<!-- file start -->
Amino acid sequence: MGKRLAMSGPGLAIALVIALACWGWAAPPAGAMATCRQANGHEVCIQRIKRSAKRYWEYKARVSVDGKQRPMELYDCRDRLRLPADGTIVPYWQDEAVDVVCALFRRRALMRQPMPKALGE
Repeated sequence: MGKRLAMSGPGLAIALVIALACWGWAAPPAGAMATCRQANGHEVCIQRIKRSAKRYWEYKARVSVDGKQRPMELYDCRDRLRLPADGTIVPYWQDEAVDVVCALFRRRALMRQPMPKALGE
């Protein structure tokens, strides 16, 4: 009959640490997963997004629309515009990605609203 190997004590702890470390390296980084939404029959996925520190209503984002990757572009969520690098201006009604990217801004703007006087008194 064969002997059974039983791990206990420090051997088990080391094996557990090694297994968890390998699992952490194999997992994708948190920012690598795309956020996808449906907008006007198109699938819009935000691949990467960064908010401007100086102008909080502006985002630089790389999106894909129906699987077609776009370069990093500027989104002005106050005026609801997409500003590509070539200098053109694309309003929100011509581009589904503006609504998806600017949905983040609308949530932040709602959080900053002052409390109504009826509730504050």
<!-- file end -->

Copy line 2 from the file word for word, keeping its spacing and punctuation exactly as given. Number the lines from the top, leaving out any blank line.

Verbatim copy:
Repeated sequence: MGKRLAMSGPGLAIALVIALACWGWAAPPAGAMATCRQANGHEVCIQRIKRSAKRYWEYKARVSVDGKQRPMELYDCRDRLRLPADGTIVPYWQDEAVDVVCALFRRRALMRQPMPKALGE